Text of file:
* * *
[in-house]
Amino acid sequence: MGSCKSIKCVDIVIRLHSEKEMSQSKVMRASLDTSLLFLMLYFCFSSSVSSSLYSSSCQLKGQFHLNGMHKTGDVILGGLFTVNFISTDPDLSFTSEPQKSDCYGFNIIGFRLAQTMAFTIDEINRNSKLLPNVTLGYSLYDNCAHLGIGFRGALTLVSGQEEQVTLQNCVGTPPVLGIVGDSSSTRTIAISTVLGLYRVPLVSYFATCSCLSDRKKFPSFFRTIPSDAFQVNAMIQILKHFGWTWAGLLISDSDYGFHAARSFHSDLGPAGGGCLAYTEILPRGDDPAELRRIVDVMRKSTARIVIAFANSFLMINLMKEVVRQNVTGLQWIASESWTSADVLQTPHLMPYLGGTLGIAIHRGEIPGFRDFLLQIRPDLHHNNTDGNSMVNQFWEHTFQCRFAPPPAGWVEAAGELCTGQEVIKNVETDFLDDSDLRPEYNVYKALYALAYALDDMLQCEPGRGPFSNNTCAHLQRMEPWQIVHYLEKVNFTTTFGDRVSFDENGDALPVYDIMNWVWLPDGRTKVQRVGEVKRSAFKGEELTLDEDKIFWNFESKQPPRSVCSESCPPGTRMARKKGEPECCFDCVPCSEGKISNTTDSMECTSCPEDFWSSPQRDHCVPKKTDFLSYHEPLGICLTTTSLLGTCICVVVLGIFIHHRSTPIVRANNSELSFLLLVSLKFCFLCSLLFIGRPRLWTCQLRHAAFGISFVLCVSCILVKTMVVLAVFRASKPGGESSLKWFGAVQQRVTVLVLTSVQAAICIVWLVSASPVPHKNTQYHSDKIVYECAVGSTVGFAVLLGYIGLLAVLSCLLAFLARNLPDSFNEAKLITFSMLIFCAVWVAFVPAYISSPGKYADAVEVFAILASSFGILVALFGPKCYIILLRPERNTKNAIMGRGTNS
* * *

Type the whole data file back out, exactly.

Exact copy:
[in-house]
Amino acid sequence: MGSCKSIKCVDIVIRLHSEKEMSQSKVMRASLDTSLLFLMLYFCFSSSVSSSLYSSSCQLKGQFHLNGMHKTGDVILGGLFTVNFISTDPDLSFTSEPQKSDCYGFNIIGFRLAQTMAFTIDEINRNSKLLPNVTLGYSLYDNCAHLGIGFRGALTLVSGQEEQVTLQNCVGTPPVLGIVGDSSSTRTIAISTVLGLYRVPLVSYFATCSCLSDRKKFPSFFRTIPSDAFQVNAMIQILKHFGWTWAGLLISDSDYGFHAARSFHSDLGPAGGGCLAYTEILPRGDDPAELRRIVDVMRKSTARIVIAFANSFLMINLMKEVVRQNVTGLQWIASESWTSADVLQTPHLMPYLGGTLGIAIHRGEIPGFRDFLLQIRPDLHHNNTDGNSMVNQFWEHTFQCRFAPPPAGWVEAAGELCTGQEVIKNVETDFLDDSDLRPEYNVYKALYALAYALDDMLQCEPGRGPFSNNTCAHLQRMEPWQIVHYLEKVNFTTTFGDRVSFDENGDALPVYDIMNWVWLPDGRTKVQRVGEVKRSAFKGEELTLDEDKIFWNFESKQPPRSVCSESCPPGTRMARKKGEPECCFDCVPCSEGKISNTTDSMECTSCPEDFWSSPQRDHCVPKKTDFLSYHEPLGICLTTTSLLGTCICVVVLGIFIHHRSTPIVRANNSELSFLLLVSLKFCFLCSLLFIGRPRLWTCQLRHAAFGISFVLCVSCILVKTMVVLAVFRASKPGGESSLKWFGAVQQRVTVLVLTSVQAAICIVWLVSASPVPHKNTQYHSDKIVYECAVGSTVGFAVLLGYIGLLAVLSCLLAFLARNLPDSFNEAKLITFSMLIFCAVWVAFVPAYISSPGKYADAVEVFAILASSFGILVALFGPKCYIILLRPERNTKNAIMGRGTNS